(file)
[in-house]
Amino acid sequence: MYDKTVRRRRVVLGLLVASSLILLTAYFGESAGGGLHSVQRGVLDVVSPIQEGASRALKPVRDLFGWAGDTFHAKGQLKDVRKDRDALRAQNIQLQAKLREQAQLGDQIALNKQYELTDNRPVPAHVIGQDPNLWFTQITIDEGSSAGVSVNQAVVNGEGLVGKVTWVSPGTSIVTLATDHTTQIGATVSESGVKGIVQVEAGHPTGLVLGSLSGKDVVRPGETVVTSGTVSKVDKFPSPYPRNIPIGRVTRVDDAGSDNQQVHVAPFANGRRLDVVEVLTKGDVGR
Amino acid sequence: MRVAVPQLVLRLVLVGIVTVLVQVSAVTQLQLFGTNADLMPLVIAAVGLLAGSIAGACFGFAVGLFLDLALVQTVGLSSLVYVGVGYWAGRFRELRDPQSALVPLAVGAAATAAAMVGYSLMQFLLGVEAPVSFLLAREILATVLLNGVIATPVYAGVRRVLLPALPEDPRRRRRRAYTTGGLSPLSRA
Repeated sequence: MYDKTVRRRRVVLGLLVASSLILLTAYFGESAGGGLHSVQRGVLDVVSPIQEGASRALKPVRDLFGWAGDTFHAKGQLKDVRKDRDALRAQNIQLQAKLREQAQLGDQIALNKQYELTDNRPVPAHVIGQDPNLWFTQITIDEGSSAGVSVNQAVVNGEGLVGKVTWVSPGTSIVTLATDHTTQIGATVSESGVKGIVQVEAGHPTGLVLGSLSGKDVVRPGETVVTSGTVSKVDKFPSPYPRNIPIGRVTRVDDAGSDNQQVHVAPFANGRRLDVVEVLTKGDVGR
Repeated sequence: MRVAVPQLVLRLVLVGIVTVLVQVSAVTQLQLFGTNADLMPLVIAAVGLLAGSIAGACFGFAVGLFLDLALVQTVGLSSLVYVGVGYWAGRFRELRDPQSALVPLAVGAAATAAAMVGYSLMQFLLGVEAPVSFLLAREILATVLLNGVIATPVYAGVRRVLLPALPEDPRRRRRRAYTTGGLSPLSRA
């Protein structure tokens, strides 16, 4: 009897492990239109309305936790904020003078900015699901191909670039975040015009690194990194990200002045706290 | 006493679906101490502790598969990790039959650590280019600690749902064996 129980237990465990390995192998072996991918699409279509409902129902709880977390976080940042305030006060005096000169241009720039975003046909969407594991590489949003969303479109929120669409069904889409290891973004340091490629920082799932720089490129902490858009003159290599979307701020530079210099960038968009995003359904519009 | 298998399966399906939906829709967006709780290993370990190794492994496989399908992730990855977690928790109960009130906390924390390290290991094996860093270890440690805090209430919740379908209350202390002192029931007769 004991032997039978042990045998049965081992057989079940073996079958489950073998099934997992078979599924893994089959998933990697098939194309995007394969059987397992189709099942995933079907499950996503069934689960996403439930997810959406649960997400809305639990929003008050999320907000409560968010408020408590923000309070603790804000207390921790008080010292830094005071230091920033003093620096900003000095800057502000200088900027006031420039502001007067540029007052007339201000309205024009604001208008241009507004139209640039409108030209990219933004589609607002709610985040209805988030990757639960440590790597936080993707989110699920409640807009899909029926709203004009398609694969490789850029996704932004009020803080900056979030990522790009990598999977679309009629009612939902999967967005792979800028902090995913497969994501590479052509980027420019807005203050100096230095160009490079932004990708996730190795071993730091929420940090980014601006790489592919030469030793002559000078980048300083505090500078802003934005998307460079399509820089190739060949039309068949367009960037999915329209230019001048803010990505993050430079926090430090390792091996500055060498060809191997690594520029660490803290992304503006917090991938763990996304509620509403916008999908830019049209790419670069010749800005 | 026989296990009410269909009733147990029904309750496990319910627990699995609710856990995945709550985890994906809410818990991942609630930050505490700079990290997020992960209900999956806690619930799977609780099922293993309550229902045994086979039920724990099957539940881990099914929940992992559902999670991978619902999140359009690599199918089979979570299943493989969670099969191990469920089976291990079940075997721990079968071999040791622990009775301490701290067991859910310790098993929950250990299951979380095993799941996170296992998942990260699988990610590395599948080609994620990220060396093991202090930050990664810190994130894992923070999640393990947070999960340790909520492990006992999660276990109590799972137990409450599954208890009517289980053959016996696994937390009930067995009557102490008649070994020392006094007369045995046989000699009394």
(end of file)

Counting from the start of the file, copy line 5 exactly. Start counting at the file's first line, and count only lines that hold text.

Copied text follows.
Repeated sequence: MRVAVPQLVLRLVLVGIVTVLVQVSAVTQLQLFGTNADLMPLVIAAVGLLAGSIAGACFGFAVGLFLDLALVQTVGLSSLVYVGVGYWAGRFRELRDPQSALVPLAVGAAATAAAMVGYSLMQFLLGVEAPVSFLLAREILATVLLNGVIATPVYAGVRRVLLPALPEDPRRRRRRAYTTGGLSPLSRA